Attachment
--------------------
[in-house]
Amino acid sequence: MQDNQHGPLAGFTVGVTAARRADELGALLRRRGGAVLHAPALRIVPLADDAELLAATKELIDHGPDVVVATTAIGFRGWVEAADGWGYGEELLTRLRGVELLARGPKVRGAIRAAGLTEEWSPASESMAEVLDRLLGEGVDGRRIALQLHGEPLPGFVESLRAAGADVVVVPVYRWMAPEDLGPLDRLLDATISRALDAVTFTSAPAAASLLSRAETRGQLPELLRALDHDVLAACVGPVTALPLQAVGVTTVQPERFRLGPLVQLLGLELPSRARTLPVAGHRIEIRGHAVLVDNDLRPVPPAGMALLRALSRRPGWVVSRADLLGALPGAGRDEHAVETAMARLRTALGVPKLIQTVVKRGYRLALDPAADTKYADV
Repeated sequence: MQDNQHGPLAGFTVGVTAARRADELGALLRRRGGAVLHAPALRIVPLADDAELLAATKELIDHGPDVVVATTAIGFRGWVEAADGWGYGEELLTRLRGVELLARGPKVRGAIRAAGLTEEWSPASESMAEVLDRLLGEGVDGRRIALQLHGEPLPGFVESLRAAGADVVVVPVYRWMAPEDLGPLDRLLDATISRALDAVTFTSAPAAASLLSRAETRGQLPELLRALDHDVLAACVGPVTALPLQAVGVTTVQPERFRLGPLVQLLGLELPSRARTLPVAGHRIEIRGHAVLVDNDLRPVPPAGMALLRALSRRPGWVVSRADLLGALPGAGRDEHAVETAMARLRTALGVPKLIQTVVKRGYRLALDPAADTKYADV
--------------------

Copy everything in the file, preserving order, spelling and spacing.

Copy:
[in-house]
Amino acid sequence: MQDNQHGPLAGFTVGVTAARRADELGALLRRRGGAVLHAPALRIVPLADDAELLAATKELIDHGPDVVVATTAIGFRGWVEAADGWGYGEELLTRLRGVELLARGPKVRGAIRAAGLTEEWSPASESMAEVLDRLLGEGVDGRRIALQLHGEPLPGFVESLRAAGADVVVVPVYRWMAPEDLGPLDRLLDATISRALDAVTFTSAPAAASLLSRAETRGQLPELLRALDHDVLAACVGPVTALPLQAVGVTTVQPERFRLGPLVQLLGLELPSRARTLPVAGHRIEIRGHAVLVDNDLRPVPPAGMALLRALSRRPGWVVSRADLLGALPGAGRDEHAVETAMARLRTALGVPKLIQTVVKRGYRLALDPAADTKYADV
Repeated sequence: MQDNQHGPLAGFTVGVTAARRADELGALLRRRGGAVLHAPALRIVPLADDAELLAATKELIDHGPDVVVATTAIGFRGWVEAADGWGYGEELLTRLRGVELLARGPKVRGAIRAAGLTEEWSPASESMAEVLDRLLGEGVDGRRIALQLHGEPLPGFVESLRAAGADVVVVPVYRWMAPEDLGPLDRLLDATISRALDAVTFTSAPAAASLLSRAETRGQLPELLRALDHDVLAACVGPVTALPLQAVGVTTVQPERFRLGPLVQLLGLELPSRARTLPVAGHRIEIRGHAVLVDNDLRPVPPAGMALLRALSRRPGWVVSRADLLGALPGAGRDEHAVETAMARLRTALGVPKLIQTVVKRGYRLALDPAADTKYADV